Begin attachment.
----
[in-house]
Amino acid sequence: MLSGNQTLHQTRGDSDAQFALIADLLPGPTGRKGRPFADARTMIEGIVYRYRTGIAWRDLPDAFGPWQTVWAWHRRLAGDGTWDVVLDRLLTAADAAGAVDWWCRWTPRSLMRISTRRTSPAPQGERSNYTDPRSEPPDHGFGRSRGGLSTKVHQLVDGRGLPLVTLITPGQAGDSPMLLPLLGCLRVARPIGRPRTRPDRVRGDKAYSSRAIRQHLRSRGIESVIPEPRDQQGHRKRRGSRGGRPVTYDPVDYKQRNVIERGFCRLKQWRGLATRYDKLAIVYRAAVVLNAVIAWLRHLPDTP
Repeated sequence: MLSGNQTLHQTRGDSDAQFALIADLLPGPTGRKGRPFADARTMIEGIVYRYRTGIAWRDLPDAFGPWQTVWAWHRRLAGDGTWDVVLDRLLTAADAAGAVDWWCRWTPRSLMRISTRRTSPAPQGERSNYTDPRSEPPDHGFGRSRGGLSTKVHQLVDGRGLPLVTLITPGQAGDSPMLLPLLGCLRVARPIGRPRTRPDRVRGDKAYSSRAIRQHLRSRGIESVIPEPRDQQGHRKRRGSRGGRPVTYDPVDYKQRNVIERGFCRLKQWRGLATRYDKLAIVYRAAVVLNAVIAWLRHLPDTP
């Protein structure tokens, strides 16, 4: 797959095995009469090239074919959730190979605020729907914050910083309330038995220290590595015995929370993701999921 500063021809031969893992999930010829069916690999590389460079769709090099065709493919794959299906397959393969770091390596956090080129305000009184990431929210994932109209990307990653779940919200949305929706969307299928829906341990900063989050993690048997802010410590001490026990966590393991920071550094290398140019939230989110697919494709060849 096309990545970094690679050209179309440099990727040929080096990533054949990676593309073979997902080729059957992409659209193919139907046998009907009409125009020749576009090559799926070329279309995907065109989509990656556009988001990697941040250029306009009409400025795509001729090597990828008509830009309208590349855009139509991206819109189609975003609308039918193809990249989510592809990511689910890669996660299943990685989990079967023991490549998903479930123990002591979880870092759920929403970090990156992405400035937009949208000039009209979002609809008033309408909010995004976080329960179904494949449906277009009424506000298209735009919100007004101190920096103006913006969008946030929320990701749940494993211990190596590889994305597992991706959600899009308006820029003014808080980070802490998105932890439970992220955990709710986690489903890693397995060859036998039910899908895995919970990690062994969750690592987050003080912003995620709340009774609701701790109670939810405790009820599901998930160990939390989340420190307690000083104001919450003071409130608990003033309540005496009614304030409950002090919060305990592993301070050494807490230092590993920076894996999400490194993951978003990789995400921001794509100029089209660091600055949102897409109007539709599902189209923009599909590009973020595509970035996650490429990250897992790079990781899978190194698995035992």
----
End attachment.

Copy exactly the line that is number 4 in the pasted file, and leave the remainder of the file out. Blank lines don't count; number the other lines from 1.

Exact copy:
């Protein structure tokens, strides 16, 4: 797959095995009469090239074919959730190979605020729907914050910083309330038995220290590595015995929370993701999921 500063021809031969893992999930010829069916690999590389460079769709090099065709493919794959299906397959393969770091390596956090080129305000009184990431929210994932109209990307990653779940919200949305929706969307299928829906341990900063989050993690048997802010410590001490026990966590393991920071550094290398140019939230989110697919494709060849 096309990545970094690679050209179309440099990727040929080096990533054949990676593309073979997902080729059957992409659209193919139907046998009907009409125009020749576009090559799926070329279309995907065109989509990656556009988001990697941040250029306009009409400025795509001729090597990828008509830009309208590349855009139509991206819109189609975003609308039918193809990249989510592809990511689910890669996660299943990685989990079967023991490549998903479930123990002591979880870092759920929403970090990156992405400035937009949208000039009209979002609809008033309408909010995004976080329960179904494949449906277009009424506000298209735009919100007004101190920096103006913006969008946030929320990701749940494993211990190596590889994305597992991706959600899009308006820029003014808080980070802490998105932890439970992220955990709710986690489903890693397995060859036998039910899908895995919970990690062994969750690592987050003080912003995620709340009774609701701790109670939810405790009820599901998930160990939390989340420190307690000083104001919450003071409130608990003033309540005496009614304030409950002090919060305990592993301070050494807490230092590993920076894996999400490194993951978003990789995400921001794509100029089209660091600055949102897409109007539709599902189209923009599909590009973020595509970035996650490429990250897992790079990781899978190194698995035992």